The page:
I am guessing that all of us have felt anxious at one time or another. You know some of the symptoms – perspiration, cold hands or sweaty palms, your stomach upset, your heart beating rapidly, pacing and an inability to relax.
Amid all of the wonderful experiences life has to offer, we all have to face, from time to time, these moments of high anxiety. Our students are in the middle of taking Advanced Placement exams and preparing for final exams. These “high stakes” assessments can cause students to become anxious, particularly if they are focused on maintaining a certain grade point average or looking for college credit for courses in order to more efficiently double major or minor in a subject area. The college acceptance process, particularly for highly competitive schools, has become more stressful in recent years.
Add to the college admission adventure, students’ mixture of feelings about leaving familiar surroundings of their high school and going to a new place that might be larger or far away from home. Meeting new friends and managing the independence of dormitory living are new aspects of school life for most college bound students.
Learning to deal with these anxious feelings and manage through them is a valuable life skill. As we all know, these moments of anxiety are a part of life, and we face them as different situations arise over our journey through life.
As I finish my 30th year as a school administrator, I have lived through many anxious moments and certainly have shared those times with colleagues, students, and their families. Whether it was working out a plan for families to afford to keep their children enrolled in school the year following the stock market dive in 2008 and the “Great Recession”, or most recently embarking on a $12.5 million comprehensive fund raising campaign for Archmere, that includes raising $800,000 in Archmere annual fund dollars by June 30 of this year, challenges face us that seem beyond our capacity to manage. However, I have found that in many of these situations, collaboration with others and mutual support and innovative conversation can make the difference. Engaging with and inviting others by sharing our concerns, anxieties, and points of view can often provide not only solutions or paths forward, but also can be effective in relieving the anxiety.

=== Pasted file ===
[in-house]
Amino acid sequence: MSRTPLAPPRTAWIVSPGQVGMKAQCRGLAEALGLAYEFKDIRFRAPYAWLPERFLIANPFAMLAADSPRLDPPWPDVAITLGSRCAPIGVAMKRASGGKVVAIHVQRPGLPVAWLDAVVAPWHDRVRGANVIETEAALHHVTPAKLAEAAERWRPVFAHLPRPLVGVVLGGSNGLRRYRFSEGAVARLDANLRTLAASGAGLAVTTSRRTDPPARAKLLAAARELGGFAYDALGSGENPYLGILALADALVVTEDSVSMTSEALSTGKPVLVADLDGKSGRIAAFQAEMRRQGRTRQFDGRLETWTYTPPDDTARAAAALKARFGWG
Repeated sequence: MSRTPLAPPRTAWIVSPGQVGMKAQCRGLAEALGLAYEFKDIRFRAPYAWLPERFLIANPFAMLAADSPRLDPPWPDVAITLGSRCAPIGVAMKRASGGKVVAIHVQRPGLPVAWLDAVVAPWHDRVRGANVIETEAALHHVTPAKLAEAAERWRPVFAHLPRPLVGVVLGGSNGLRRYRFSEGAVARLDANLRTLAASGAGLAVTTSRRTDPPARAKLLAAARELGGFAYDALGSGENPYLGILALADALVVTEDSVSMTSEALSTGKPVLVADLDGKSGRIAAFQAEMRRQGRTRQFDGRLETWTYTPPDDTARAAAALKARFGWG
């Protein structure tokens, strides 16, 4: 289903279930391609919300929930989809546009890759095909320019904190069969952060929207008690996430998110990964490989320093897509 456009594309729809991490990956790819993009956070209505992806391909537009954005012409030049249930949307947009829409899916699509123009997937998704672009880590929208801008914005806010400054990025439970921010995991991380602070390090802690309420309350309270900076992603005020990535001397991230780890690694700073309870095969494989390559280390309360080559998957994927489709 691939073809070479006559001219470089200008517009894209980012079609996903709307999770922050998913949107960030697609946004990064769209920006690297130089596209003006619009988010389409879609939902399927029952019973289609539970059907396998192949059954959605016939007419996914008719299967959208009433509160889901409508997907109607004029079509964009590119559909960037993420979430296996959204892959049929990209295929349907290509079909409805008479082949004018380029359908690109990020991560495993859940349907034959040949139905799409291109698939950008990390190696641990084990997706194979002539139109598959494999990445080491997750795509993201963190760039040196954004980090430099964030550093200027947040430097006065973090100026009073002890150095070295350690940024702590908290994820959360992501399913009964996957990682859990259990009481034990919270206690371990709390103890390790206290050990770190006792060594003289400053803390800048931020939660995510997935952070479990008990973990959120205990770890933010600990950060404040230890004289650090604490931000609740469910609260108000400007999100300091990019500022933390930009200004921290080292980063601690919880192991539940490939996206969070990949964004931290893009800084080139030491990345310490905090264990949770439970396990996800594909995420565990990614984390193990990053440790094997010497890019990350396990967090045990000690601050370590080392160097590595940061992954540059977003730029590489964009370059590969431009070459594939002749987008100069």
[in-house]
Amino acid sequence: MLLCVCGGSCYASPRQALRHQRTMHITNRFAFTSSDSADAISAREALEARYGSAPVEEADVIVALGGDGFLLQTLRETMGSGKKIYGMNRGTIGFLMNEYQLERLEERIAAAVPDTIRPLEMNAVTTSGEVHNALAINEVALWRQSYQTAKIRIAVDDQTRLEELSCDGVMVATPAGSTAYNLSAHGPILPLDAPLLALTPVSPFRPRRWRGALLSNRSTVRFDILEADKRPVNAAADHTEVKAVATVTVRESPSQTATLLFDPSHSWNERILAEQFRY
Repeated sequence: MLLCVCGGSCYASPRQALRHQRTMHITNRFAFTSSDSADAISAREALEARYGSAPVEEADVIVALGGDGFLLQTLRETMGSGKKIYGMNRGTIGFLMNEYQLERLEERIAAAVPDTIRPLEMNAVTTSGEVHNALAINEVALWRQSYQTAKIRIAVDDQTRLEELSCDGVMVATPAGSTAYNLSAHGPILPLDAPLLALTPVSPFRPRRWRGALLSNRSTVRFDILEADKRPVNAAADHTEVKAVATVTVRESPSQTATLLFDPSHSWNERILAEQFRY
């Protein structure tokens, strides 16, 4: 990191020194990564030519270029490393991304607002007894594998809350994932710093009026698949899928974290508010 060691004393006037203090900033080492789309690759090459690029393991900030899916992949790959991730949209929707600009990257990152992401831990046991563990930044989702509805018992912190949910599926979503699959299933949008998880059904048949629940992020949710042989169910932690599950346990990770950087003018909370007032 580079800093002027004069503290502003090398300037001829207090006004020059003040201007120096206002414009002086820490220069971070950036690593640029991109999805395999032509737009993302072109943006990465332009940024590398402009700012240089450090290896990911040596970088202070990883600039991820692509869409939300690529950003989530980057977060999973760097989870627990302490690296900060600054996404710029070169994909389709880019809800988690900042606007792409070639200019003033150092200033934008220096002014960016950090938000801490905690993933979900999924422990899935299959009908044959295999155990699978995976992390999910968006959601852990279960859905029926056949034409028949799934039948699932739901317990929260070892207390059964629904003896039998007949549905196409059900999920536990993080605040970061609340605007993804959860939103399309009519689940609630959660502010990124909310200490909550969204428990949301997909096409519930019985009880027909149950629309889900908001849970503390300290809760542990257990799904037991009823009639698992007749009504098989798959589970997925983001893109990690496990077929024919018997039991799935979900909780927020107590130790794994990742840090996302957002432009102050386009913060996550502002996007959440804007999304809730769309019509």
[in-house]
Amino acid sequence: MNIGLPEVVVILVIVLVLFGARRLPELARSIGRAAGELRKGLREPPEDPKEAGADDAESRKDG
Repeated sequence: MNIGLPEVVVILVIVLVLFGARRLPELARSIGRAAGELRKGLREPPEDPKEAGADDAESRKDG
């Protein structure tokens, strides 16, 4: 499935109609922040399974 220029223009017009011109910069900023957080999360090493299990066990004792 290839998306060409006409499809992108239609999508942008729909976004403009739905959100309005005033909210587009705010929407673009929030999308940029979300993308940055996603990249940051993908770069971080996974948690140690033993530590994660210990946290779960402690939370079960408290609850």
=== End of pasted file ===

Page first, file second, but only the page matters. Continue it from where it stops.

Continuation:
Something else that I found relieves anxiety for me is an approach I learned at Archmere years ago as a student. It was the simple mantra, “Trust the process.” I believe I heard it from several teachers over my high school years, but I recall that the approach was a part of every discipline. To this day, the short statement reminds me to take challenges one step at a time, working faithfully each day to advance, learn more, or simply to know when there is no more work to be done, and to realize that “process” usually implies time. So patience, waiting, trying, failing, and trying again are all a part of managing through situations, as well.
These thoughts come to mind as our son graduates from Columbia University next week with his Master’s Degree, and he begins his job search. I remember the Spring of my senior year in college wondering if anyone would hire me. I thought, “Would I ever be able to earn a salary to be on my own as an adult?”
Once I did get the job offer and began working after graduation, I then thought, “Will I ever be able to buy a home or support a family should I get married?” Living on a budget was the next learning curve that generated anxious thoughts. And I am experiencing that again with our daughter, who just began her first job in the IT field, having graduated from Drexel University. We have had discussions about car payments and insurance, apartment rents and home mortgages, as well as the cost of groceries and the benefits and temptations of on-line shopping.
I see my own children dealing with and managing through anxious questions, and I have faith that they will handle them well, because I believe that they know how to “trust the process,” having developed a strong work ethic, good analytical skills, and an openness to have conversations with my wife and me.
The seniors have less than one month to graduation on June 5. I can see in them tremendous potential to accomplish whatever they set out to do. As they leave Archmere, I hope they recognize that they know how to deal with adversity and the anxiety that often comes with it. Like the rest of our students who will be returning to Archmere next year, they have grown in maturity and wisdom each year to develop their sense of independence and confidence, not to dismiss a humility and reality that they still have much to learn and experience. To receive the Archmere diploma means that our senior students know the process and excelled at following the process of learning and development. Will they ever experience sweaty palms or an upset stomach, or a racing heartbeat before a college mid-term exam or trying to find off-campus housing? Probably so, but all they have to do is continue to “trust the process” that is now a part of them.